Team Estela’s Flora Bar Opens at the Met Breuer

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Purple endive, pecans, and Bayley Hazen Blue cheese. Photo: Melissa Hom/New York Magazine

For Thomas Carter and Ignacio Mattos, the first time was the charm. When they opened the wine-bar-inspired Estela in 2013, the Nolita restaurant quickly became a box-office smash, earning the partners accolades and James Beard nominations (not to mention Obama visits). That success led to a second downtown restaurant, Café Altro Paradiso. So what to make of their third effort, the 74-seat Flora Bar, opening tonight on the lower level of the Met Breuer museum? Will it be Estela Uptown, as early reports have indicated?

Well, yes and no. While fans may detect Estela DNA in the spare design (marble bars, custom stools, iron fixtures) and the food, “we want it to have its own identity,” says Mattos. To work within the constraints of the kitchen infrastructure, the chef has devised a menu emphasizing raw seafood and other dishes that don’t require much cooking (or ventilation), like oysters with Sichuan mignonette, raw scallop with plum and nori, and snow crab with yuzu kosho mayonnaise. There’s tartare, but unlike the famous beef version at Estela, this one’s made from “absurdly high-quality sustainable Spanish tuna” and toasted flax seeds. The Caesar salad is vegetarian, its dressing made from fermented rye berries instead of anchovies; and while the endive dish may seem familiar to downtowners, it won’t taste that way. “I want to get people to think it’s the same, but it’s not,” says Mattos.

On the cooked side, there’s a rutabaga-Raclette tart, crab-and-lobster ravioli, lamb ribs with mojo verde, and steak with béarnaise. Prices range from $9 for a plate of pickled daikon and olives to $65 for an omelette with trout roe and osetra caviar. With the focus on seafood, Carter is leaning toward “fresher, younger, more ethereal” wines.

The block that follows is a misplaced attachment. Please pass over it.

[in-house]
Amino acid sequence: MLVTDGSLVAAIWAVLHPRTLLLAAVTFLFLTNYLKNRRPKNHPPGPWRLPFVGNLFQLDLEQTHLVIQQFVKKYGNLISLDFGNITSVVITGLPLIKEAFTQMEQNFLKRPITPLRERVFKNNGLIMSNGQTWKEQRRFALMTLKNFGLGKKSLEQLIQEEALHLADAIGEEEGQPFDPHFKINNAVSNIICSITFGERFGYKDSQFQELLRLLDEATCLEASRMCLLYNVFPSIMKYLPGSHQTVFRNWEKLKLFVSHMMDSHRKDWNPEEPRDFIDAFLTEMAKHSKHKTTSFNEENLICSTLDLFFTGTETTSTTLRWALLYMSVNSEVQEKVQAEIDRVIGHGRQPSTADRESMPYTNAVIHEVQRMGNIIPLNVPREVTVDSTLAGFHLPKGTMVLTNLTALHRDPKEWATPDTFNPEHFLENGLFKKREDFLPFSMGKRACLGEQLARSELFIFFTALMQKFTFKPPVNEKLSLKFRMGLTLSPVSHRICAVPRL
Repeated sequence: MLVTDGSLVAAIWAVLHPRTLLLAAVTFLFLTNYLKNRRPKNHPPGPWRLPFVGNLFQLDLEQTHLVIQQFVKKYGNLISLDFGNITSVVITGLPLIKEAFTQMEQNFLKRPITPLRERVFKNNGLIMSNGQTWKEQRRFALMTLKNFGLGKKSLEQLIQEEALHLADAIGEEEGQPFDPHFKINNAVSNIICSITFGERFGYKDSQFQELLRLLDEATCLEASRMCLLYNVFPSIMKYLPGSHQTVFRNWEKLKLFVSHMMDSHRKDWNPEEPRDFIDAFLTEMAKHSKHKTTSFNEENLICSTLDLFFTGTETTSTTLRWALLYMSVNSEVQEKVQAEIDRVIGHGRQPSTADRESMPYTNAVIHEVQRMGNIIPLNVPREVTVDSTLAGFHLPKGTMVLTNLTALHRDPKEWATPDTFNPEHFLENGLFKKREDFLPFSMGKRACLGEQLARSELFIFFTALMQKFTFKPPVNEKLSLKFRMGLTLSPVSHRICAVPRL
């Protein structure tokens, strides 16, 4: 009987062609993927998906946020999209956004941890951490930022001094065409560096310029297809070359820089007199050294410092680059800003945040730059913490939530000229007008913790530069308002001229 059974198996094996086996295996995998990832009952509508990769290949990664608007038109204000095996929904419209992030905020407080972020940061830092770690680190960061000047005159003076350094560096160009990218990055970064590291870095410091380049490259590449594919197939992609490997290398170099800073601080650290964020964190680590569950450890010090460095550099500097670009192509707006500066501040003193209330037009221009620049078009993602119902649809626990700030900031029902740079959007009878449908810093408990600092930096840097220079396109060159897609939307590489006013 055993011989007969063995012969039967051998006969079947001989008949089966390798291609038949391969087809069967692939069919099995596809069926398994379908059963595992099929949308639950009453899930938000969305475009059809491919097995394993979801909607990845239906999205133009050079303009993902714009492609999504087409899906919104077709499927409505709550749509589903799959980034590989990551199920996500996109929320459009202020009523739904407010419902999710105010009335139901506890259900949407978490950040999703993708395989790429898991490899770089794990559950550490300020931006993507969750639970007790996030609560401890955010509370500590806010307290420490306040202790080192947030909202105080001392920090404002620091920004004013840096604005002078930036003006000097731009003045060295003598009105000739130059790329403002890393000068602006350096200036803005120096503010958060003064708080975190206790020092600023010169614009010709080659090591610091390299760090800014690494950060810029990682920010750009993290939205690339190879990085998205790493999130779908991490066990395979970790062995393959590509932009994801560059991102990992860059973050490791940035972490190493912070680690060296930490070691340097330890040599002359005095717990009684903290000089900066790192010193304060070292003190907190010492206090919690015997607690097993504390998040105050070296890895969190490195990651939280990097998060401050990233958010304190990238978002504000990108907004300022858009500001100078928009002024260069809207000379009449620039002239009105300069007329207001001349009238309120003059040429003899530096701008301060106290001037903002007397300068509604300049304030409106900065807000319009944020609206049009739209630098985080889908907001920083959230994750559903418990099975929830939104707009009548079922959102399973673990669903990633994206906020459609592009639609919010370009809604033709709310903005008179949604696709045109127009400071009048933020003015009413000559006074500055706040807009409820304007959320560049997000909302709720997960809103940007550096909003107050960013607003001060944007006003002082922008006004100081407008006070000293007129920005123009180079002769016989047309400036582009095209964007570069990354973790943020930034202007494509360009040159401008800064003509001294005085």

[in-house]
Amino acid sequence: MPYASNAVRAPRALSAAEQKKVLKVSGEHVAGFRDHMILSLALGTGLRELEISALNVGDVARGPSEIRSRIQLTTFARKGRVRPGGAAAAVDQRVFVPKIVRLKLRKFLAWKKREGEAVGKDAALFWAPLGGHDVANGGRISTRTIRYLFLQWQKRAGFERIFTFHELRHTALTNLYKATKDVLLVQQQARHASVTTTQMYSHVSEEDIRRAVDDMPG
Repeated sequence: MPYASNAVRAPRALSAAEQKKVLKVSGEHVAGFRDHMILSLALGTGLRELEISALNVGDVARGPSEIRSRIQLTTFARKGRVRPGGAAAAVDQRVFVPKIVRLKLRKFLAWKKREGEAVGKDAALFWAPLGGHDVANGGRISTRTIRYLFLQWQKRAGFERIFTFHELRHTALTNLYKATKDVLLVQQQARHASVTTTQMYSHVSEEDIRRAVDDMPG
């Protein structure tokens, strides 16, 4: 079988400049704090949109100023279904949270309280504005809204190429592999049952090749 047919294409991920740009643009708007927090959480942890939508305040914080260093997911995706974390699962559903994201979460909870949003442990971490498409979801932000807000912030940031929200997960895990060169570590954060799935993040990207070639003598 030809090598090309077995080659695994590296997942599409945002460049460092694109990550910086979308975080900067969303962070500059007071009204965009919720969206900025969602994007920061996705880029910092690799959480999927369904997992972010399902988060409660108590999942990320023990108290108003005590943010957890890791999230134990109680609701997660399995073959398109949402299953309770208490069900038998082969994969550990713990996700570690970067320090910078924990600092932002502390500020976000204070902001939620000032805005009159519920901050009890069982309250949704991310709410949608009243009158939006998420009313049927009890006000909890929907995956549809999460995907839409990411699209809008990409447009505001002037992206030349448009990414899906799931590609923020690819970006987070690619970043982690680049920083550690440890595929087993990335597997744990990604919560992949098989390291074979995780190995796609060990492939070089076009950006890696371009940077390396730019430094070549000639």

And because this is the lower level of a museum, adjacent to Flora Bar there is Flora Coffee, providing gallerygoers with quick sustenance: salads, sandwiches, pastries, and Parlor coffee.

“It’s a high-low thing,” says Carter. “If you want to come in and have something at the bar, like a $10 glass of wine that’s really delicious, you can do that; you can tailor your experience. That’s the beauty of it. We want it to be a neighborhood restaurant just like the others.”

Here’s a look at the space and some of the food.

Rutabaga and Raclette tart. Photo: Melissa Hom/New York Magazine
Omelette with trout roe and osetra caviar. Photo: Melissa Hom/New York Magazine
Stracciatella, Meyer lemon, and fennel. Photo: Melissa Hom/New York Magazine
Hold the anchovies: The Caesar dressing is made with fermented rye berries. Photo: Melissa Hom/New York Magazine
Tuna tartare with toasted flax seeds and rye crackers. Photo: Melissa Hom/New York Magazine
Boquerones and piparras peppers. Photo: Melissa Hom/New York Magazine
Blue shrimp with cocktail sauce, and snow crab with yuzu kosho mayonnaise. Photo: Melissa Hom/New York Magazine
Potato croquettes. Photo: Melissa Hom/New York Magazine
Flora Coffee. Photo: Melissa Hom/New York Magazine
Flora Bar’s dining room. Photo: Melissa Hom/New York Magazine
The bar at Flora Bar. Photo: Melissa Hom/New York Magazine

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* A version of this article appears in the October 17, 2016, issue of New York Magazine.

Team Estela’s Flora Bar Opens at the Met Breuer